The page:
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Purpose of review

Total proctocolectomy with ileal pouch–anal anastomosis has become the preferred surgical procedure for ulcerative colitis. Although most patients report a good functional outcome and significant improvement in their quality of life after ileal pouch–anal anastomosis, pouchitis remains the most common long-term complication. This review highlights significant reports on the diagnosis, treatment, and complications of pouchitis in former ulcerative colitis.

Recent findings

The diagnosis of pouchitis is based on clinical symptoms including increased stool frequency, urgency, rectal bleeding, abdominal cramping, or pelvic discomfort and should be verified by typical findings at endoscopy. Antibiotics such as metronidazole and ciprofloxacin are effective treatments for acute attacks of pouchitis, and for those patients with recurrent or chronic refractory pouchitis, prophylactic therapy with long-term use of the VSL#3 combination of probiotics has now been proved to be highly effective in controlled trials. Most patients with an ileal pouch–anal anastomosis experience a good quality of life, and the risk for removal of the pelvic pouch because of intractable pouchitis is low. Previous reports of neoplastic transformation in certain subgroups of pouch patients have not been substantiated.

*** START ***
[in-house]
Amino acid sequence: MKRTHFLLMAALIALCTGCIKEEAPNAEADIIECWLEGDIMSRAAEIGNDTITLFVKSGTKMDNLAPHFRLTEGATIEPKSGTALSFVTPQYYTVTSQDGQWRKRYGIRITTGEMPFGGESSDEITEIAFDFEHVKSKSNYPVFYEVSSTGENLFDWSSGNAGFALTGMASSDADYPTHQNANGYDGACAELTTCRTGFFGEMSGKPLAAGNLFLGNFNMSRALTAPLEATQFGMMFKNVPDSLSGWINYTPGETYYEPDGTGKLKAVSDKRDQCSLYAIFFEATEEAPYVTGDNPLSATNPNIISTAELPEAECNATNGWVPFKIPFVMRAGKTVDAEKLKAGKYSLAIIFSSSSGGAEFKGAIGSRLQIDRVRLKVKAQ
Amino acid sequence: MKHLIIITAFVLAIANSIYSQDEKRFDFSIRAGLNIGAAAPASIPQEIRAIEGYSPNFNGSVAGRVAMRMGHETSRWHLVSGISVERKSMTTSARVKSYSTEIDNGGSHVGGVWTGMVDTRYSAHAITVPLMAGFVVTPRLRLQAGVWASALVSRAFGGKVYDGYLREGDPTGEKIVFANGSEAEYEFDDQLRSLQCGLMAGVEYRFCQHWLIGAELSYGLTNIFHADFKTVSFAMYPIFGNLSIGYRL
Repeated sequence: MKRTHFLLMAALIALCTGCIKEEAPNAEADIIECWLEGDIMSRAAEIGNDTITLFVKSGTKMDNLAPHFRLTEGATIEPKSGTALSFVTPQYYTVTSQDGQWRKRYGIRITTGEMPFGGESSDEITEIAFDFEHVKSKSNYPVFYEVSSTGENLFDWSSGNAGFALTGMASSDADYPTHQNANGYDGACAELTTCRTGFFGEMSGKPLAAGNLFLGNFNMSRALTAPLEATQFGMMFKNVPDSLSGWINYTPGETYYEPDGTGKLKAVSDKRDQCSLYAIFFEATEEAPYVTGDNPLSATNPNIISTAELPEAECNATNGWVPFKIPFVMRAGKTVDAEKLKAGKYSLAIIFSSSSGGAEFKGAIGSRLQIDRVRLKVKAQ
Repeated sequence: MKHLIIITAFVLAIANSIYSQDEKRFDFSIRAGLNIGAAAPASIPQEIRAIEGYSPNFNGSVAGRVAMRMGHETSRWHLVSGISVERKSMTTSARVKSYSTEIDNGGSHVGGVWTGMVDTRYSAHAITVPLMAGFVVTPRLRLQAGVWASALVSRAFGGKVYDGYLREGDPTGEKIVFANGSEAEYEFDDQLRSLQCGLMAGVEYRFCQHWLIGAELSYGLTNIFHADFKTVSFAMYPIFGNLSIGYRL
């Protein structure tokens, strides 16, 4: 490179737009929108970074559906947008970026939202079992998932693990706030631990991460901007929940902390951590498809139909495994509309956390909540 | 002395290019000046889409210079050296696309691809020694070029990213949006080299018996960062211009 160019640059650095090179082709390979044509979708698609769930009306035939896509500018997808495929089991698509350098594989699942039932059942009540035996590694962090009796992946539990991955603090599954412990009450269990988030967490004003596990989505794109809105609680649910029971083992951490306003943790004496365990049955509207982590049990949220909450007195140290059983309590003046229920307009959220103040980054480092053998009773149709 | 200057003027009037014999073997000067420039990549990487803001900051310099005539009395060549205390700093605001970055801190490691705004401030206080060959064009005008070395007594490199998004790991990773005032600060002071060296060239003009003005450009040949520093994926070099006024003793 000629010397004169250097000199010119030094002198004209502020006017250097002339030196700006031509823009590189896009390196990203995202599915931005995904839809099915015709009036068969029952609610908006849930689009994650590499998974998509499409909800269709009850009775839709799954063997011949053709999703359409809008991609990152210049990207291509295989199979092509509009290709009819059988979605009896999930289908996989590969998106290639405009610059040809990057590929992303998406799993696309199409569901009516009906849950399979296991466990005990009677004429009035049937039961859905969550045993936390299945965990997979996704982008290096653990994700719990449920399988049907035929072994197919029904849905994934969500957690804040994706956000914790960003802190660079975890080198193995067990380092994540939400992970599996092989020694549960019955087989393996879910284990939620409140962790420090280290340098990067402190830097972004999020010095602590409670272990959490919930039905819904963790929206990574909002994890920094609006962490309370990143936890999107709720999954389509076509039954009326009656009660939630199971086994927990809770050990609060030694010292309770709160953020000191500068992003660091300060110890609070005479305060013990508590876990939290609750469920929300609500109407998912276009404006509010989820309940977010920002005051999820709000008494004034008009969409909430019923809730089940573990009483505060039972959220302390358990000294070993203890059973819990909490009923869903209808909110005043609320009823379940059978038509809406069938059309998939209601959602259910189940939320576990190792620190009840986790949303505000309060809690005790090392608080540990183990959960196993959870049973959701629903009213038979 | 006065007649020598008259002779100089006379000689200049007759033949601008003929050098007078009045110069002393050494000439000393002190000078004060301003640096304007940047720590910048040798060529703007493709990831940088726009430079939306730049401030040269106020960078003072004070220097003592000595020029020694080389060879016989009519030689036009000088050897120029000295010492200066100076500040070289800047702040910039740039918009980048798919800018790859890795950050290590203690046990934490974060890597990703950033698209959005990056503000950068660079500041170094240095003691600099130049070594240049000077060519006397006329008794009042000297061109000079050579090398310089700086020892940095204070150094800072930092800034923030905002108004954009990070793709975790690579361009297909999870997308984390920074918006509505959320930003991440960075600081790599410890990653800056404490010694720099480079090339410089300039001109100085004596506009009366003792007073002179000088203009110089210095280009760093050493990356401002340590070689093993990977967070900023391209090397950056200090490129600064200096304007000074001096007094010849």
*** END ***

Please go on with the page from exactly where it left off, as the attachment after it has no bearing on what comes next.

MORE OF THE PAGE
Pouchitis is in important clinical entity among ulcerative colitis patients having undergone ileal pouch–anal anastomosis. Diagnosis has become more straightforward, and treatment modalities encompass a variety of remedies, including probiotics. The long-term prognosis is good, and the risk of malignant transformation appears to be very low.

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